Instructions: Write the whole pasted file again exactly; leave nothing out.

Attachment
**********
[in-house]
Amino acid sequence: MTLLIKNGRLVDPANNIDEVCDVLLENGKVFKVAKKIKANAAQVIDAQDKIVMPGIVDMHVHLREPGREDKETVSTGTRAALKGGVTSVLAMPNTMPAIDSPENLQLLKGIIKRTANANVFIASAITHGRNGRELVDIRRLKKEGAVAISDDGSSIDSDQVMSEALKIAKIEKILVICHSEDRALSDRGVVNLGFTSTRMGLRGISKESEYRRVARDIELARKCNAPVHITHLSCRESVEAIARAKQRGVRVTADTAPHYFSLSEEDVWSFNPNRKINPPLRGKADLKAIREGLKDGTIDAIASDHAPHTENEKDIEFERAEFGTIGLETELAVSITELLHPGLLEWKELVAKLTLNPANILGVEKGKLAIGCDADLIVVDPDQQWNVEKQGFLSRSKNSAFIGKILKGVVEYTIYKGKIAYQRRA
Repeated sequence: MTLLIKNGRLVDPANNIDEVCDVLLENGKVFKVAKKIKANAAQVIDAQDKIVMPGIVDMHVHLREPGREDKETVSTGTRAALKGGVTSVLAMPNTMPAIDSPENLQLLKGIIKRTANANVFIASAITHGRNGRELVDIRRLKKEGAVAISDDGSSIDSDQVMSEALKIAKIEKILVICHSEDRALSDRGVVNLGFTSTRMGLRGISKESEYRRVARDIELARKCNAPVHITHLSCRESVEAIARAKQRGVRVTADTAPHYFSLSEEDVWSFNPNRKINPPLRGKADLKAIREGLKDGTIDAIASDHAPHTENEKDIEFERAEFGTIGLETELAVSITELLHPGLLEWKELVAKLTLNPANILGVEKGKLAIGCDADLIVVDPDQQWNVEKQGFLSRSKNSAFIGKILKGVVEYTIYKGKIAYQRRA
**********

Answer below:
[in-house]
Amino acid sequence: MTLLIKNGRLVDPANNIDEVCDVLLENGKVFKVAKKIKANAAQVIDAQDKIVMPGIVDMHVHLREPGREDKETVSTGTRAALKGGVTSVLAMPNTMPAIDSPENLQLLKGIIKRTANANVFIASAITHGRNGRELVDIRRLKKEGAVAISDDGSSIDSDQVMSEALKIAKIEKILVICHSEDRALSDRGVVNLGFTSTRMGLRGISKESEYRRVARDIELARKCNAPVHITHLSCRESVEAIARAKQRGVRVTADTAPHYFSLSEEDVWSFNPNRKINPPLRGKADLKAIREGLKDGTIDAIASDHAPHTENEKDIEFERAEFGTIGLETELAVSITELLHPGLLEWKELVAKLTLNPANILGVEKGKLAIGCDADLIVVDPDQQWNVEKQGFLSRSKNSAFIGKILKGVVEYTIYKGKIAYQRRA
Repeated sequence: MTLLIKNGRLVDPANNIDEVCDVLLENGKVFKVAKKIKANAAQVIDAQDKIVMPGIVDMHVHLREPGREDKETVSTGTRAALKGGVTSVLAMPNTMPAIDSPENLQLLKGIIKRTANANVFIASAITHGRNGRELVDIRRLKKEGAVAISDDGSSIDSDQVMSEALKIAKIEKILVICHSEDRALSDRGVVNLGFTSTRMGLRGISKESEYRRVARDIELARKCNAPVHITHLSCRESVEAIARAKQRGVRVTADTAPHYFSLSEEDVWSFNPNRKINPPLRGKADLKAIREGLKDGTIDAIASDHAPHTENEKDIEFERAEFGTIGLETELAVSITELLHPGLLEWKELVAKLTLNPANILGVEKGKLAIGCDADLIVVDPDQQWNVEKQGFLSRSKNSAFIGKILKGVVEYTIYKGKIAYQRRA